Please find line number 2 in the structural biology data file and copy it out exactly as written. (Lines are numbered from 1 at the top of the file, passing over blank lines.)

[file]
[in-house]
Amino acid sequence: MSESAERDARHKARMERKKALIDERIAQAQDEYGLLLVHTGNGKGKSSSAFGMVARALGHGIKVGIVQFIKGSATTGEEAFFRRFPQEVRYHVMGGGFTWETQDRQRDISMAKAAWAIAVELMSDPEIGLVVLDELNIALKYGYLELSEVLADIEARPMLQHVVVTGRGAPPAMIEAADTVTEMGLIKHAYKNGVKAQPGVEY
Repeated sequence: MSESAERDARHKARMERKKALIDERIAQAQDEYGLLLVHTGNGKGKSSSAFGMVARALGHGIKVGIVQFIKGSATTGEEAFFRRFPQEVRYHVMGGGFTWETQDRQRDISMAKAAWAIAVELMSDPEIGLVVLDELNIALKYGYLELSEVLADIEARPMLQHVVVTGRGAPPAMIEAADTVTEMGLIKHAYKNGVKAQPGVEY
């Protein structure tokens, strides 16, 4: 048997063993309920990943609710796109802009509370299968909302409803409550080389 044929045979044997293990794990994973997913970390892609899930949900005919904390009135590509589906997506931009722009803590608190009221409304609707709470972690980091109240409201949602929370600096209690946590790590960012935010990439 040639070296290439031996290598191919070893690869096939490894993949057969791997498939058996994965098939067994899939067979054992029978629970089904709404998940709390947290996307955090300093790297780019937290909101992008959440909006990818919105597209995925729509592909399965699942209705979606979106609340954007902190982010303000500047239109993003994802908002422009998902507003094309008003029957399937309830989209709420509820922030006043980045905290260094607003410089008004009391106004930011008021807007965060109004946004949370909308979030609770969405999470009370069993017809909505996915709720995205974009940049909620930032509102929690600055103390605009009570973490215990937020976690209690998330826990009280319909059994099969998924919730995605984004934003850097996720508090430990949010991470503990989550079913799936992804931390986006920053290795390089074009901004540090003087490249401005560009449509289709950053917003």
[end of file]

Amino acid sequence: MSESAERDARHKARMERKKALIDERIAQAQDEYGLLLVHTGNGKGKSSSAFGMVARALGHGIKVGIVQFIKGSATTGEEAFFRRFPQEVRYHVMGGGFTWETQDRQRDISMAKAAWAIAVELMSDPEIGLVVLDELNIALKYGYLELSEVLADIEARPMLQHVVVTGRGAPPAMIEAADTVTEMGLIKHAYKNGVKAQPGVEY